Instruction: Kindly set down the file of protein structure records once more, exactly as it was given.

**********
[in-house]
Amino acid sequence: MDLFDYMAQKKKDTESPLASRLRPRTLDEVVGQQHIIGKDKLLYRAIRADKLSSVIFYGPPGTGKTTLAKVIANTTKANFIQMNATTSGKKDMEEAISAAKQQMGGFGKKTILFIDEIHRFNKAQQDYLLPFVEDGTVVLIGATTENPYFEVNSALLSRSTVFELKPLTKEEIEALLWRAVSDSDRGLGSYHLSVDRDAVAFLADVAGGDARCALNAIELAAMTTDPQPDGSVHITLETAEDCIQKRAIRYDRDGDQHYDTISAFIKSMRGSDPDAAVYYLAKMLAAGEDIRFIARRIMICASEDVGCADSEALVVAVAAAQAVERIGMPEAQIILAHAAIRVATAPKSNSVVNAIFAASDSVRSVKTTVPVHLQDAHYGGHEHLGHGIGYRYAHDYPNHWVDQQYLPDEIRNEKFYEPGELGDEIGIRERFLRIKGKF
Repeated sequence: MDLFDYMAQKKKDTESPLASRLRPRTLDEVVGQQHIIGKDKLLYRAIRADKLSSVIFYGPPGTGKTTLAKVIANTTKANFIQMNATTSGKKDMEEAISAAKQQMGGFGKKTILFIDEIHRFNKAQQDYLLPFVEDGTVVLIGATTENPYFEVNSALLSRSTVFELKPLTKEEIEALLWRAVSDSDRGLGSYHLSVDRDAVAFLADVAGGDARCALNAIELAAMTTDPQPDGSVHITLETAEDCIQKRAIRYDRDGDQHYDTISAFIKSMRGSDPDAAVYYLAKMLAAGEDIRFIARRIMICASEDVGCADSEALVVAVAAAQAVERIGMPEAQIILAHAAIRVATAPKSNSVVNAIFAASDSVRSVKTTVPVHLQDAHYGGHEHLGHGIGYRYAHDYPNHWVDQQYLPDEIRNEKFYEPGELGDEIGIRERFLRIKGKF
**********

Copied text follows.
[in-house]
Amino acid sequence: MDLFDYMAQKKKDTESPLASRLRPRTLDEVVGQQHIIGKDKLLYRAIRADKLSSVIFYGPPGTGKTTLAKVIANTTKANFIQMNATTSGKKDMEEAISAAKQQMGGFGKKTILFIDEIHRFNKAQQDYLLPFVEDGTVVLIGATTENPYFEVNSALLSRSTVFELKPLTKEEIEALLWRAVSDSDRGLGSYHLSVDRDAVAFLADVAGGDARCALNAIELAAMTTDPQPDGSVHITLETAEDCIQKRAIRYDRDGDQHYDTISAFIKSMRGSDPDAAVYYLAKMLAAGEDIRFIARRIMICASEDVGCADSEALVVAVAAAQAVERIGMPEAQIILAHAAIRVATAPKSNSVVNAIFAASDSVRSVKTTVPVHLQDAHYGGHEHLGHGIGYRYAHDYPNHWVDQQYLPDEIRNEKFYEPGELGDEIGIRERFLRIKGKF
Repeated sequence: MDLFDYMAQKKKDTESPLASRLRPRTLDEVVGQQHIIGKDKLLYRAIRADKLSSVIFYGPPGTGKTTLAKVIANTTKANFIQMNATTSGKKDMEEAISAAKQQMGGFGKKTILFIDEIHRFNKAQQDYLLPFVEDGTVVLIGATTENPYFEVNSALLSRSTVFELKPLTKEEIEALLWRAVSDSDRGLGSYHLSVDRDAVAFLADVAGGDARCALNAIELAAMTTDPQPDGSVHITLETAEDCIQKRAIRYDRDGDQHYDTISAFIKSMRGSDPDAAVYYLAKMLAAGEDIRFIARRIMICASEDVGCADSEALVVAVAAAQAVERIGMPEAQIILAHAAIRVATAPKSNSVVNAIFAASDSVRSVKTTVPVHLQDAHYGGHEHLGHGIGYRYAHDYPNHWVDQQYLPDEIRNEKFYEPGELGDEIGIRERFLRIKGKF